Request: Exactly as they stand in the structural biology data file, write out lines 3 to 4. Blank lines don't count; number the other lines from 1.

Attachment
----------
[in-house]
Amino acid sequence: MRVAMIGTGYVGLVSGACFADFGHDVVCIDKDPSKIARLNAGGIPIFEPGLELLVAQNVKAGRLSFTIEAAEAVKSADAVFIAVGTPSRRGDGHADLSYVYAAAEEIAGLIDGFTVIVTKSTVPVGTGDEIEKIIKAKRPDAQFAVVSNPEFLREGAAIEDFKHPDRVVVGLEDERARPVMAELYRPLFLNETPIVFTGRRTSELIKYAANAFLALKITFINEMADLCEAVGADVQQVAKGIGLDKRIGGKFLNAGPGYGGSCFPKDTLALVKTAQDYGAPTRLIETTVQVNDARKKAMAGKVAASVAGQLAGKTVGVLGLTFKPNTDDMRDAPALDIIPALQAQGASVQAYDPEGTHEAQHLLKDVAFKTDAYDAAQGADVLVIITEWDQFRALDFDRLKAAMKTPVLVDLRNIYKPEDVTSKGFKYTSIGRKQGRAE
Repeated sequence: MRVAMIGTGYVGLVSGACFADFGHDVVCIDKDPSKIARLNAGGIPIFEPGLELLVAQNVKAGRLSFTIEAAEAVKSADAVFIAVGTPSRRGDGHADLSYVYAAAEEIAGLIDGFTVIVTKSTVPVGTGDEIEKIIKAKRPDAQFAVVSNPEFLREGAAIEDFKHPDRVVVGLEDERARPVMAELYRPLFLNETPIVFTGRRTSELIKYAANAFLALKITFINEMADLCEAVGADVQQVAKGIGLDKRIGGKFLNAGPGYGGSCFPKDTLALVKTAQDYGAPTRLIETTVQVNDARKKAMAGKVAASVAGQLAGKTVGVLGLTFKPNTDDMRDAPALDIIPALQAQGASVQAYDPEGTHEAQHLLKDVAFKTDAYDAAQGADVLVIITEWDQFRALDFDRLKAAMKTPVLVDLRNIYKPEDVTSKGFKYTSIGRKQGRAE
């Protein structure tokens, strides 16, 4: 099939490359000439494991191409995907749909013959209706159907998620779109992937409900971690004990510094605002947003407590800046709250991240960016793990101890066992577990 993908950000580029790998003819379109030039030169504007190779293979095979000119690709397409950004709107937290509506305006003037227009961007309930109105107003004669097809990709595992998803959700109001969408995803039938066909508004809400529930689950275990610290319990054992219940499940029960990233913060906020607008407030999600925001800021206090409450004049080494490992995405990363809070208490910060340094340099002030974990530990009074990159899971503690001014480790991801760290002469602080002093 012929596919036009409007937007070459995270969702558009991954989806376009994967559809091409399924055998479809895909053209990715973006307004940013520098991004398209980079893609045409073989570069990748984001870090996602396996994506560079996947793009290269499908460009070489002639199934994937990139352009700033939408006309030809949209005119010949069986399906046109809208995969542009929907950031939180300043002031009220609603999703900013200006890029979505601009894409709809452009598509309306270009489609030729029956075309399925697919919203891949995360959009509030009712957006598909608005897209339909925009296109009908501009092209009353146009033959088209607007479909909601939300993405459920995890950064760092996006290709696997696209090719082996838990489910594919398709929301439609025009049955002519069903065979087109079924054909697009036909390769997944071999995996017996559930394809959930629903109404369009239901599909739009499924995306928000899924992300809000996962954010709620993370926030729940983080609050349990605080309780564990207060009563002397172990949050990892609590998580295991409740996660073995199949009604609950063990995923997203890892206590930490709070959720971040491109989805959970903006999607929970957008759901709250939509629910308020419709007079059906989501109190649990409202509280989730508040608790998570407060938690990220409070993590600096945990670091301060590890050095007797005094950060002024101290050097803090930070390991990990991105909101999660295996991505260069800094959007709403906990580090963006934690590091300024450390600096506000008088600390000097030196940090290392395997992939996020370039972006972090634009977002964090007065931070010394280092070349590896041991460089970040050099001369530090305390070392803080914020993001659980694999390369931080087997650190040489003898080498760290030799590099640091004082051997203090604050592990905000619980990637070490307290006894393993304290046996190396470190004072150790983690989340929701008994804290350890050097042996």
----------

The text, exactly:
Repeated sequence: MRVAMIGTGYVGLVSGACFADFGHDVVCIDKDPSKIARLNAGGIPIFEPGLELLVAQNVKAGRLSFTIEAAEAVKSADAVFIAVGTPSRRGDGHADLSYVYAAAEEIAGLIDGFTVIVTKSTVPVGTGDEIEKIIKAKRPDAQFAVVSNPEFLREGAAIEDFKHPDRVVVGLEDERARPVMAELYRPLFLNETPIVFTGRRTSELIKYAANAFLALKITFINEMADLCEAVGADVQQVAKGIGLDKRIGGKFLNAGPGYGGSCFPKDTLALVKTAQDYGAPTRLIETTVQVNDARKKAMAGKVAASVAGQLAGKTVGVLGLTFKPNTDDMRDAPALDIIPALQAQGASVQAYDPEGTHEAQHLLKDVAFKTDAYDAAQGADVLVIITEWDQFRALDFDRLKAAMKTPVLVDLRNIYKPEDVTSKGFKYTSIGRKQGRAE
């Protein structure tokens, strides 16, 4: 099939490359000439494991191409995907749909013959209706159907998620779109992937409900971690004990510094605002947003407590800046709250991240960016793990101890066992577990 993908950000580029790998003819379109030039030169504007190779293979095979000119690709397409950004709107937290509506305006003037227009961007309930109105107003004669097809990709595992998803959700109001969408995803039938066909508004809400529930689950275990610290319990054992219940499940029960990233913060906020607008407030999600925001800021206090409450004049080494490992995405990363809070208490910060340094340099002030974990530990009074990159899971503690001014480790991801760290002469602080002093 012929596919036009409007937007070459995270969702558009991954989806376009994967559809091409399924055998479809895909053209990715973006307004940013520098991004398209980079893609045409073989570069990748984001870090996602396996994506560079996947793009290269499908460009070489002639199934994937990139352009700033939408006309030809949209005119010949069986399906046109809208995969542009929907950031939180300043002031009220609603999703900013200006890029979505601009894409709809452009598509309306270009489609030729029956075309399925697919919203891949995360959009509030009712957006598909608005897209339909925009296109009908501009092209009353146009033959088209607007479909909601939300993405459920995890950064760092996006290709696997696209090719082996838990489910594919398709929301439609025009049955002519069903065979087109079924054909697009036909390769997944071999995996017996559930394809959930629903109404369009239901599909739009499924995306928000899924992300809000996962954010709620993370926030729940983080609050349990605080309780564990207060009563002397172990949050990892609590998580295991409740996660073995199949009604609950063990995923997203890892206590930490709070959720971040491109989805959970903006999607929970957008759901709250939509629910308020419709007079059906989501109190649990409202509280989730508040608790998570407060938690990220409070993590600096945990670091301060590890050095007797005094950060002024101290050097803090930070390991990990991105909101999660295996991505260069800094959007709403906990580090963006934690590091300024450390600096506000008088600390000097030196940090290392395997992939996020370039972006972090634009977002964090007065931070010394280092070349590896041991460089970040050099001369530090305390070392803080914020993001659980694999390369931080087997650190040489003898080498760290030799590099640091004082051997203090604050592990905000619980990637070490307290006894393993304290046996190396470190004072150790983690989340929701008994804290350890050097042996």